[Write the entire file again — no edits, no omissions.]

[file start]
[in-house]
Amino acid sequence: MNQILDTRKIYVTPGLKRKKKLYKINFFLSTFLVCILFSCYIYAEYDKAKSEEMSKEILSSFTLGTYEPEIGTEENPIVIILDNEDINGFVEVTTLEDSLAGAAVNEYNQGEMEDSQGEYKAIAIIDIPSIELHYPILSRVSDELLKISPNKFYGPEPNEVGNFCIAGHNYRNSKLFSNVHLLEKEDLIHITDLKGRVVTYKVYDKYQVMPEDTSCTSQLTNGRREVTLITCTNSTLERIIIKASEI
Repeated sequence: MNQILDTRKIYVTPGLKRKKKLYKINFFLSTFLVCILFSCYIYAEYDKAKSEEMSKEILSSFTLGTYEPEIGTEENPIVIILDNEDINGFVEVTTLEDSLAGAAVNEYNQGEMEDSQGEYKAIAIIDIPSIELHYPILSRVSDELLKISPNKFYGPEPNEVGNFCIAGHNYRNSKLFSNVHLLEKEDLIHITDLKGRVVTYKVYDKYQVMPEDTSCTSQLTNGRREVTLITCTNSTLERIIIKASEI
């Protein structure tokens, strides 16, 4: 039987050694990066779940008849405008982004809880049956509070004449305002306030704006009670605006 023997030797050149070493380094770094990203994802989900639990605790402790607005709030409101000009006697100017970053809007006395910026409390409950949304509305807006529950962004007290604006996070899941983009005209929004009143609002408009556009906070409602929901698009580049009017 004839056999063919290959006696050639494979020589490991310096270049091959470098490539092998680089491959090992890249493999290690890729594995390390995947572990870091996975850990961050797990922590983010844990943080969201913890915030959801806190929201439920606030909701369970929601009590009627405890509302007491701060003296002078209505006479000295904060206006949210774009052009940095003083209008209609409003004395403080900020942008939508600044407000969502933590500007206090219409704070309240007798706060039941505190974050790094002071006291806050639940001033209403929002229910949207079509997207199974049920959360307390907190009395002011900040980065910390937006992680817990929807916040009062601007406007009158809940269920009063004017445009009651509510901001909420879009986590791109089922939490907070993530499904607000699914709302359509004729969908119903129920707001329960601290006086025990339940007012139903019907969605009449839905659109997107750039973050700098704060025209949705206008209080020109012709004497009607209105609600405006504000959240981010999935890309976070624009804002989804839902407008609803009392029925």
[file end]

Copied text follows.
[in-house]
Amino acid sequence: MNQILDTRKIYVTPGLKRKKKLYKINFFLSTFLVCILFSCYIYAEYDKAKSEEMSKEILSSFTLGTYEPEIGTEENPIVIILDNEDINGFVEVTTLEDSLAGAAVNEYNQGEMEDSQGEYKAIAIIDIPSIELHYPILSRVSDELLKISPNKFYGPEPNEVGNFCIAGHNYRNSKLFSNVHLLEKEDLIHITDLKGRVVTYKVYDKYQVMPEDTSCTSQLTNGRREVTLITCTNSTLERIIIKASEI
Repeated sequence: MNQILDTRKIYVTPGLKRKKKLYKINFFLSTFLVCILFSCYIYAEYDKAKSEEMSKEILSSFTLGTYEPEIGTEENPIVIILDNEDINGFVEVTTLEDSLAGAAVNEYNQGEMEDSQGEYKAIAIIDIPSIELHYPILSRVSDELLKISPNKFYGPEPNEVGNFCIAGHNYRNSKLFSNVHLLEKEDLIHITDLKGRVVTYKVYDKYQVMPEDTSCTSQLTNGRREVTLITCTNSTLERIIIKASEI
């Protein structure tokens, strides 16, 4: 039987050694990066779940008849405008982004809880049956509070004449305002306030704006009670605006 023997030797050149070493380094770094990203994802989900639990605790402790607005709030409101000009006697100017970053809007006395910026409390409950949304509305807006529950962004007290604006996070899941983009005209929004009143609002408009556009906070409602929901698009580049009017 004839056999063919290959006696050639494979020589490991310096270049091959470098490539092998680089491959090992890249493999290690890729594995390390995947572990870091996975850990961050797990922590983010844990943080969201913890915030959801806190929201439920606030909701369970929601009590009627405890509302007491701060003296002078209505006479000295904060206006949210774009052009940095003083209008209609409003004395403080900020942008939508600044407000969502933590500007206090219409704070309240007798706060039941505190974050790094002071006291806050639940001033209403929002229910949207079509997207199974049920959360307390907190009395002011900040980065910390937006992680817990929807916040009062601007406007009158809940269920009063004017445009009651509510901001909420879009986590791109089922939490907070993530499904607000699914709302359509004729969908119903129920707001329960601290006086025990339940007012139903019907969605009449839905659109997107750039973050700098704060025209949705206008209080020109012709004497009607209105609600405006504000959240981010999935890309976070624009804002989804839902407008609803009392029925």